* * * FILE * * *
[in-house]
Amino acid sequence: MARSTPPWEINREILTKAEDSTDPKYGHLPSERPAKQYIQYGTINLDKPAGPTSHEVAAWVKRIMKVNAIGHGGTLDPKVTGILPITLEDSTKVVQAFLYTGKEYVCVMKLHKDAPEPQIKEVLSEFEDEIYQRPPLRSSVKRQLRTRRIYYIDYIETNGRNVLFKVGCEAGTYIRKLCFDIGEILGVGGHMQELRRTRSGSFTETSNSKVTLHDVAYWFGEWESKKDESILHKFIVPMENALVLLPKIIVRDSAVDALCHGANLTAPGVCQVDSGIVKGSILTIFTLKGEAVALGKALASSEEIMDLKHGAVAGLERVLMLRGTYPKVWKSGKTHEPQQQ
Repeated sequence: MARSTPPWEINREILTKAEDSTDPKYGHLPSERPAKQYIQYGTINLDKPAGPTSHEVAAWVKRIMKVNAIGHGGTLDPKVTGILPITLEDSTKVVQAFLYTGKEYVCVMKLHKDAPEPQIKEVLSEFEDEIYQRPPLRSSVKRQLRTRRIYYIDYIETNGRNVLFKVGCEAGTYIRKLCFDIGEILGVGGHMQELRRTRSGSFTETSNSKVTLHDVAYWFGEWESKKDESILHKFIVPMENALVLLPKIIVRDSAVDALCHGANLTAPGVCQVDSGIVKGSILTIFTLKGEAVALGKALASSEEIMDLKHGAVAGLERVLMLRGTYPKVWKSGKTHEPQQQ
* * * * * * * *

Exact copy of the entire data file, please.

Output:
[in-house]
Amino acid sequence: MARSTPPWEINREILTKAEDSTDPKYGHLPSERPAKQYIQYGTINLDKPAGPTSHEVAAWVKRIMKVNAIGHGGTLDPKVTGILPITLEDSTKVVQAFLYTGKEYVCVMKLHKDAPEPQIKEVLSEFEDEIYQRPPLRSSVKRQLRTRRIYYIDYIETNGRNVLFKVGCEAGTYIRKLCFDIGEILGVGGHMQELRRTRSGSFTETSNSKVTLHDVAYWFGEWESKKDESILHKFIVPMENALVLLPKIIVRDSAVDALCHGANLTAPGVCQVDSGIVKGSILTIFTLKGEAVALGKALASSEEIMDLKHGAVAGLERVLMLRGTYPKVWKSGKTHEPQQQ
Repeated sequence: MARSTPPWEINREILTKAEDSTDPKYGHLPSERPAKQYIQYGTINLDKPAGPTSHEVAAWVKRIMKVNAIGHGGTLDPKVTGILPITLEDSTKVVQAFLYTGKEYVCVMKLHKDAPEPQIKEVLSEFEDEIYQRPPLRSSVKRQLRTRRIYYIDYIETNGRNVLFKVGCEAGTYIRKLCFDIGEILGVGGHMQELRRTRSGSFTETSNSKVTLHDVAYWFGEWESKKDESILHKFIVPMENALVLLPKIIVRDSAVDALCHGANLTAPGVCQVDSGIVKGSILTIFTLKGEAVALGKALASSEEIMDLKHGAVAGLERVLMLRGTYPKVWKSGKTHEPQQQ